No. Not Nudge Acupuncture. Sadly this News at Ten article tonight told us about the Behaviour Insights Team that started life inside 10 Downing Street as the world’s first government institution dedicated to the application of behavioural sciences. You may not see the relevance, but this approach is very similar to the way I see acupuncture working. Read on and see what you think.
Since the Behavioural Insights Team was created in 2010, there has been considerable media interest in the team’s work. Often referring to the team as ‘the Nudge Unit’ (after the work of Professor Richard Thaler, co-author of Nudge and academic advisor to the team), much of the media interest has focused on the influence the team has had within Whitehall and overseas; and the methods and insights that the team has applied to public policy.
Understanding better the choices that people make and the motivation behind them is central to many companies’ marketing strategies and tactics. It is just as important in designing public policy.
Behavioural economics has been trying to get beyond the basic assumption underpinning much of modern economics – that people are rational, utility-maximising automatons.
Using insights from psychology (which show that we are far less rational and calculating than was once assumed), scholars are coming up with all sorts of suggestions on how policies can be designed to achieve better collective and individual outcomes – but without trampling on liberties.
American Cass Sunstein (who just happens to be married to Samantha Power, the Irish-born US ambassador to the UN) is a leader in the field of behavioural economics.
A book on how people can be gently “nudged” to make better decisions, co-authored with Richard Thaler in 2008, has been enormously influential in policy-making circles. Across the water, David Cameron even established a “nudge unit” in Downing Street when he became prime minister in 2010.
In a recent paper,* Sunstein adds some important insights gleaned from his research.
Nudges are interventions that steer people in particular directions, while not preventing them from going in any other way, hence the (wordy) term “libertarian paternalism”.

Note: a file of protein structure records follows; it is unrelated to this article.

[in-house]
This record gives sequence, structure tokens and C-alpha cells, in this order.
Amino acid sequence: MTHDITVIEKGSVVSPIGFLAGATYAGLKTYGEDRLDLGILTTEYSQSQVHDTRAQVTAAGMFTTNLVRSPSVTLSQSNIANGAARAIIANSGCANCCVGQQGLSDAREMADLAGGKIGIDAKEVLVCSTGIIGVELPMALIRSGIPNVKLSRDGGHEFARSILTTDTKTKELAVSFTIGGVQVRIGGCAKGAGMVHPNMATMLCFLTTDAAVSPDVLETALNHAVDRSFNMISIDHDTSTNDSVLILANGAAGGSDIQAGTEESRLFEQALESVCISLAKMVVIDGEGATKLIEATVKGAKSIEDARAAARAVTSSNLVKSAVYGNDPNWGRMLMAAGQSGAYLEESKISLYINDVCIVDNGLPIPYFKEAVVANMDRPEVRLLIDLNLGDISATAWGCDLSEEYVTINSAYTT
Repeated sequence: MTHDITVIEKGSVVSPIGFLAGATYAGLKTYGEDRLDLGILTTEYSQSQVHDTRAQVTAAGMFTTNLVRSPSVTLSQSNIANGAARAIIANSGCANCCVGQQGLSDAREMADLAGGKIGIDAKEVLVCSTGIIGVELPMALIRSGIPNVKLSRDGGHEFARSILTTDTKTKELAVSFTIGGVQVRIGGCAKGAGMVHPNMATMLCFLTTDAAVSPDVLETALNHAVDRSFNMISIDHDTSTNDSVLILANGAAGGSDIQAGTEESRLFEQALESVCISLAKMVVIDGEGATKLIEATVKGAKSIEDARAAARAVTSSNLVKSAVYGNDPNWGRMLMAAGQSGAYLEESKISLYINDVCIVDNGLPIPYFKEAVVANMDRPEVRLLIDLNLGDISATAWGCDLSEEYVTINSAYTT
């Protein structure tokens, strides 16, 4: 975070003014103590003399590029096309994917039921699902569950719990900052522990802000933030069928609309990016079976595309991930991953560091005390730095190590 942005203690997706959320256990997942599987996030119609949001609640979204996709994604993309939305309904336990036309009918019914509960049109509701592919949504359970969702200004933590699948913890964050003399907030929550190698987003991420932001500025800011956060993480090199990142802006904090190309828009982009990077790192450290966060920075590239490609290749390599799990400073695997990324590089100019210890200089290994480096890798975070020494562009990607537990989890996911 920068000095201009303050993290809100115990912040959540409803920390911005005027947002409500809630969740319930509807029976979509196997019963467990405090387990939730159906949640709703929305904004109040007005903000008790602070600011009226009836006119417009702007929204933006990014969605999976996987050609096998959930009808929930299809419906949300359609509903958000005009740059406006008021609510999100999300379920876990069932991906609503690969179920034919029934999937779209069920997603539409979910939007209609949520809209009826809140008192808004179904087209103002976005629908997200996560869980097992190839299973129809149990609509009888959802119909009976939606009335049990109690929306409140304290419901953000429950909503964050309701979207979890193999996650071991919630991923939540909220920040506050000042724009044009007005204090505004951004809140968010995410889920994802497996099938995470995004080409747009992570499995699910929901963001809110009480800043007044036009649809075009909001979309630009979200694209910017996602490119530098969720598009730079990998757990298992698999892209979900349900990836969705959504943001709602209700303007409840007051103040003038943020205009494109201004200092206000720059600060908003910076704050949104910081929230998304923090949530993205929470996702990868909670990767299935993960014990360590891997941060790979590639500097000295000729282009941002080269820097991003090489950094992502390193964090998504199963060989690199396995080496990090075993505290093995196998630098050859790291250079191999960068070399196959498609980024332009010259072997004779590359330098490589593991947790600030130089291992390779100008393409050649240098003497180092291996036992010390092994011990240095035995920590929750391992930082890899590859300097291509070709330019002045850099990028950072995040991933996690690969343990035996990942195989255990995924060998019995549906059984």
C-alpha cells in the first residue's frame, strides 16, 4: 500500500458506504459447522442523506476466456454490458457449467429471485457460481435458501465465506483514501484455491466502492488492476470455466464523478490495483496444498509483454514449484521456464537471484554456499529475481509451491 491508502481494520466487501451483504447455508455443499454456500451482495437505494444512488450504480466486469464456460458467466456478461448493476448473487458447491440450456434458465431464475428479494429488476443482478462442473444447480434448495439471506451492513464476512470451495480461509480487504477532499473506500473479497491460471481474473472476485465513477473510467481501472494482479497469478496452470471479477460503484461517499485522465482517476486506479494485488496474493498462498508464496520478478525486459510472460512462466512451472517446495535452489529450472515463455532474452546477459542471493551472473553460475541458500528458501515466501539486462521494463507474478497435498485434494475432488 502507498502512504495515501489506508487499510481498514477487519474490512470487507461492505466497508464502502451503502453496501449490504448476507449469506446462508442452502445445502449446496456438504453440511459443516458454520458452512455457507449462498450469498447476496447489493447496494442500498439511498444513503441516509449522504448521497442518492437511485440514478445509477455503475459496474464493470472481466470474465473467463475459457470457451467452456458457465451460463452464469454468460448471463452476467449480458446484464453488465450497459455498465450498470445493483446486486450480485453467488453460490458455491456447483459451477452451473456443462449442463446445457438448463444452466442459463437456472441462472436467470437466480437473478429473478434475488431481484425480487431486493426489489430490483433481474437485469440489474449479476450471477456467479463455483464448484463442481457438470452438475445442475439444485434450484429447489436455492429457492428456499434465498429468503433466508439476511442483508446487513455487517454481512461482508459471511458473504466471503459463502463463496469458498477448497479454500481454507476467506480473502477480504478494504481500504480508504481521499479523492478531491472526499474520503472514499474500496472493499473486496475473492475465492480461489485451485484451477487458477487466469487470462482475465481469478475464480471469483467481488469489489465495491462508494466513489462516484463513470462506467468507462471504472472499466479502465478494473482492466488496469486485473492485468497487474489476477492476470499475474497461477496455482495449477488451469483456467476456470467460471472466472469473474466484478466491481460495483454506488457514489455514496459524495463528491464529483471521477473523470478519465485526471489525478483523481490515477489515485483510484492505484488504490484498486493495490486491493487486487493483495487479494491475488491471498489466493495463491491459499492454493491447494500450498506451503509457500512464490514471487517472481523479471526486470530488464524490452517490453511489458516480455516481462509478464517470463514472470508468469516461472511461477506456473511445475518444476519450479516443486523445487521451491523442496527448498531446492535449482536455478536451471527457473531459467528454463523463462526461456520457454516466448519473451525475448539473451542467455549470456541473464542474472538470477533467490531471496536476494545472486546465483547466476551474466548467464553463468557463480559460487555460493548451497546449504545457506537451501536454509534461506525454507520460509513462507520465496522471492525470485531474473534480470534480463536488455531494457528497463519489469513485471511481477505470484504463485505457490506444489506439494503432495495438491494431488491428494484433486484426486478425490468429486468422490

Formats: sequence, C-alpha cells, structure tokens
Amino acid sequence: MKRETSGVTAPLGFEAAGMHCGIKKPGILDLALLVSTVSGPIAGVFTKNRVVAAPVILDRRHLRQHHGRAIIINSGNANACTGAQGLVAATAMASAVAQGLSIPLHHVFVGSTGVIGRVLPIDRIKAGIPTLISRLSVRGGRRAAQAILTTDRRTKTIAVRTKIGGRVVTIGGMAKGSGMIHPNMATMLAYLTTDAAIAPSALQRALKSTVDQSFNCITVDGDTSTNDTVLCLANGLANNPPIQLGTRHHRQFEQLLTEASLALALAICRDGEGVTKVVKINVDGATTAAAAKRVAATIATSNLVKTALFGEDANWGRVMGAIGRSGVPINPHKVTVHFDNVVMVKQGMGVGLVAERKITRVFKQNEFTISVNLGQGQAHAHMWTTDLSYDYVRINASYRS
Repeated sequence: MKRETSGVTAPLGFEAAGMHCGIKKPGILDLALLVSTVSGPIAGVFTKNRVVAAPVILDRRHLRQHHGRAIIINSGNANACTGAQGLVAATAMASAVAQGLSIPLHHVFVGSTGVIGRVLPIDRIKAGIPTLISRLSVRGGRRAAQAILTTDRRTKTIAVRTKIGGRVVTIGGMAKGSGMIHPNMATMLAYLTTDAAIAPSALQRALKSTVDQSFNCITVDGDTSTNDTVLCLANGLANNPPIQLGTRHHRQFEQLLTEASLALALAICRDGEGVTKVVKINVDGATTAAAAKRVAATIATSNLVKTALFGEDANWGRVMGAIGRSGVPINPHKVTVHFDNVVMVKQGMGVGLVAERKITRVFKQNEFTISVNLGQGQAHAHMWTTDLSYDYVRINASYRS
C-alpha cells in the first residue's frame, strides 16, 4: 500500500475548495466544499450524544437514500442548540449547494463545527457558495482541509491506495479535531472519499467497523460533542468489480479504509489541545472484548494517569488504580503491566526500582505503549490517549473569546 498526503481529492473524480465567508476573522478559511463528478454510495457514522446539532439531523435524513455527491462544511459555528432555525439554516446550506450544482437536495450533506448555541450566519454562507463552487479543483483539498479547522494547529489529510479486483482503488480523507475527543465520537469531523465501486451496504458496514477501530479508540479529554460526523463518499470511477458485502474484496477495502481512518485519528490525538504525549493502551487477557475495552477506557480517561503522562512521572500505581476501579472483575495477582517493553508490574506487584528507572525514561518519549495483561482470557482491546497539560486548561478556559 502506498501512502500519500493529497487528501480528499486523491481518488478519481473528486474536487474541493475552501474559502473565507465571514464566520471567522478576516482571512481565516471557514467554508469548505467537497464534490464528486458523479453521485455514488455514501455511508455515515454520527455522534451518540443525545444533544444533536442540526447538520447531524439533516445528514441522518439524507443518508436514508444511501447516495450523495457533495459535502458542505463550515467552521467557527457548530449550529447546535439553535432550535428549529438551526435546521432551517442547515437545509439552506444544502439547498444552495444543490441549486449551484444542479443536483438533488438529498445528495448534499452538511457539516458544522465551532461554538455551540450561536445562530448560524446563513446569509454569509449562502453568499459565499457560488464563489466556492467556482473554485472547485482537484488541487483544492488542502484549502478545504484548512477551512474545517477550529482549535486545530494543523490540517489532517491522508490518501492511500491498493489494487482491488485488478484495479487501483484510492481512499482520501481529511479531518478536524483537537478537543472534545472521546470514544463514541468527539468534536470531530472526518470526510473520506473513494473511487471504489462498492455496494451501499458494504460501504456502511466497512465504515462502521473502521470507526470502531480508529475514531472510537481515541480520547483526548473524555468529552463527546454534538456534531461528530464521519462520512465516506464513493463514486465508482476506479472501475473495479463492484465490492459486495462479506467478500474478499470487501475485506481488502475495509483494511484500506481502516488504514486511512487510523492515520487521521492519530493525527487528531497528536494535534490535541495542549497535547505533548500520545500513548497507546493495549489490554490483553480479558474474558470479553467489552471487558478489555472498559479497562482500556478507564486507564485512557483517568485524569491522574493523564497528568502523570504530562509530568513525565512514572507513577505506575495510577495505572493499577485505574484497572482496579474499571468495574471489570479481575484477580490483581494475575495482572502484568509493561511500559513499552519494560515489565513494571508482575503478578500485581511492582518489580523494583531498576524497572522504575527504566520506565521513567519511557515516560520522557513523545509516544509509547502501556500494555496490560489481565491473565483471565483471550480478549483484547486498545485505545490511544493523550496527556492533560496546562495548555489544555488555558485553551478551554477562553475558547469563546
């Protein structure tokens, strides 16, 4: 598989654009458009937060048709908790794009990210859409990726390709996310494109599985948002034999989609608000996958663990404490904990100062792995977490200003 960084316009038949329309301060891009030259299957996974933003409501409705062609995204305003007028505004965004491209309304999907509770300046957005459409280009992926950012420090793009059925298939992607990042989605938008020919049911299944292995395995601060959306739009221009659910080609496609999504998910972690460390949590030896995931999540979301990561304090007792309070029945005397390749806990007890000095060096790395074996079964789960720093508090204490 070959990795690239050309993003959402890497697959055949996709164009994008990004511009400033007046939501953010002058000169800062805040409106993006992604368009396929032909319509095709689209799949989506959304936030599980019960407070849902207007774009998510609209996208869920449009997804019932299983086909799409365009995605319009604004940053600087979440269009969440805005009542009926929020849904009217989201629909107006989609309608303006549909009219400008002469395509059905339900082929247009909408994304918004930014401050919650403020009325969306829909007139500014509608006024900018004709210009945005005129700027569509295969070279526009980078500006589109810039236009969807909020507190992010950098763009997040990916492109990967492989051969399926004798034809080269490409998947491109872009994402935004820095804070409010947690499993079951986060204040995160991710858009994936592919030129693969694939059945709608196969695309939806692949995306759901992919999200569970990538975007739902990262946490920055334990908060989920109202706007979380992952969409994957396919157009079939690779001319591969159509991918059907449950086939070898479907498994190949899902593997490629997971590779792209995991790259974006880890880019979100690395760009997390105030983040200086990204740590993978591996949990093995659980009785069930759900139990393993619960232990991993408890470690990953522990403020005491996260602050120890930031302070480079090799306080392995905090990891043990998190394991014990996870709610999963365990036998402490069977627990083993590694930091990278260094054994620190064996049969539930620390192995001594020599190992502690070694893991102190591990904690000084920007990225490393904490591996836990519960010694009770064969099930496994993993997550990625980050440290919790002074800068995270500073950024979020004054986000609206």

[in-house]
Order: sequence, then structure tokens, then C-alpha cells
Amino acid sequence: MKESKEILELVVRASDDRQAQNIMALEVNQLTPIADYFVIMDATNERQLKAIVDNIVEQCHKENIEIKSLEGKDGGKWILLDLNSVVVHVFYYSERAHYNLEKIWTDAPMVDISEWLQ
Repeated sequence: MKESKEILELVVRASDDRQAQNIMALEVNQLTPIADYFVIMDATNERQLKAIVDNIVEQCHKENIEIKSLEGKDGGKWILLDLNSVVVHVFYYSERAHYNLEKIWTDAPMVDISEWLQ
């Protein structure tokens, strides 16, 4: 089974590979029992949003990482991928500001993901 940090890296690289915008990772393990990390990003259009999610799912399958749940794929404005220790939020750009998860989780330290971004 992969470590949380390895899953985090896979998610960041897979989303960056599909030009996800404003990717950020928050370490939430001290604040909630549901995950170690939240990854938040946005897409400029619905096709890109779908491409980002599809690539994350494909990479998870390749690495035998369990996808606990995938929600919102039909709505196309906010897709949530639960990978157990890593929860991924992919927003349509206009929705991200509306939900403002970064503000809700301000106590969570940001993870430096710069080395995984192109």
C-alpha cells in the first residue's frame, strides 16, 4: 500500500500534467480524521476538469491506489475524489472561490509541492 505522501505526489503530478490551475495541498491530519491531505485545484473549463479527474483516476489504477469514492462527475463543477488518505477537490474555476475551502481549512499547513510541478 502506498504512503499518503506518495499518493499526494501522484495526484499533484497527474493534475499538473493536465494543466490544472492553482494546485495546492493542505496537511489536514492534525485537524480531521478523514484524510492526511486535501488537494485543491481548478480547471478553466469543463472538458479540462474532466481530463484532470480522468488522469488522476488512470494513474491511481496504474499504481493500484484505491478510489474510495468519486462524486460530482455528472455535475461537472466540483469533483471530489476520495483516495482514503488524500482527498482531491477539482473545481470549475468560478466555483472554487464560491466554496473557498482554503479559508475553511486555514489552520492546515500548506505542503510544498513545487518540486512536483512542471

And nudges can be big or small.
Re-arranging the display in a cafeteria (to make the healthier options more accessible) is a nudge in the direction of better nutrition and keeping obesity at bay.
Automatically enrolling citizens or employees into pension plans (in order to sidestep any inertia and procrastination) is another much-discussed nudge – but it is only a nudge because it is accompanied by an opt-out, which doesn’t remove the citizens’ freedom to choose.
Underpinning all of this is the greater understanding that we now have of behaviour – because humans make lots of very predictable errors. If policymakers can anticipate them and devise policy to reduce the error rate, then everyone wins and no one loses.
Nudge theory has already reached Irish shores. An opt-out system for organ donors is being proposed to replace the current opt-in one. Prompted by success in the UK, the Office of the Revenue Commissioners have been experimenting with the wording of letters in order to improve tax-compliance rates.
To quote their website:
“Our objectives remain the same as they always have been:
- making public services more cost-effective and easier for citizens to use;
- improving outcomes by introducing a more realistic model of human behaviour to policy; and wherever possible,
- enabling people to make ‘better choices for themselves’
We do this by redesigning public services and draw on ideas from the behavioural science literature. We are also highly empirical; we test and trial these ideas before they are scaled up. This enables us to understand what works and (importantly) what does not work.
Our staff have either a strong academic grounding in economics, psychology, or randomised controlled trial design; or a background in government policy-making.
Our Academic Advisory Panel includes Richard Thaler, co-author of Nudge; former Cabinet Secretary Lord Gus O’Donnell (the panel’s chair); and senior academics from leading UK Universities.”